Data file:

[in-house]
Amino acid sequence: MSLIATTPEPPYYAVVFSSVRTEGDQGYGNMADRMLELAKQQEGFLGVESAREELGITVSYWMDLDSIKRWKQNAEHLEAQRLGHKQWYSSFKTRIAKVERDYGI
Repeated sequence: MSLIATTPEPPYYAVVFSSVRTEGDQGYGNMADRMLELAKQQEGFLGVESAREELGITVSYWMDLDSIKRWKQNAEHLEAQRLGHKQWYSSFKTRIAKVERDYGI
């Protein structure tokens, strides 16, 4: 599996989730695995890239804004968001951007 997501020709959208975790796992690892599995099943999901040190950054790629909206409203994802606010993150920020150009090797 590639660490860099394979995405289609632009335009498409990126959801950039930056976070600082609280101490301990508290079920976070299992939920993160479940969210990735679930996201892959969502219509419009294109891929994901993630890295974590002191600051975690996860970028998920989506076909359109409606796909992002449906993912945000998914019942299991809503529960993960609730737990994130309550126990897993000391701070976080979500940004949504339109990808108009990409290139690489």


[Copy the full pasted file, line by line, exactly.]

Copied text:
[in-house]
Amino acid sequence: MSLIATTPEPPYYAVVFSSVRTEGDQGYGNMADRMLELAKQQEGFLGVESAREELGITVSYWMDLDSIKRWKQNAEHLEAQRLGHKQWYSSFKTRIAKVERDYGI
Repeated sequence: MSLIATTPEPPYYAVVFSSVRTEGDQGYGNMADRMLELAKQQEGFLGVESAREELGITVSYWMDLDSIKRWKQNAEHLEAQRLGHKQWYSSFKTRIAKVERDYGI
């Protein structure tokens, strides 16, 4: 599996989730695995890239804004968001951007 997501020709959208975790796992690892599995099943999901040190950054790629909206409203994802606010993150920020150009090797 590639660490860099394979995405289609632009335009498409990126959801950039930056976070600082609280101490301990508290079920976070299992939920993160479940969210990735679930996201892959969502219509419009294109891929994901993630890295974590002191600051975690996860970028998920989506076909359109409606796909992002449906993912945000998914019942299991809503529960993960609730737990994130309550126990897993000391701070976080979500940004949504339109990808108009990409290139690489």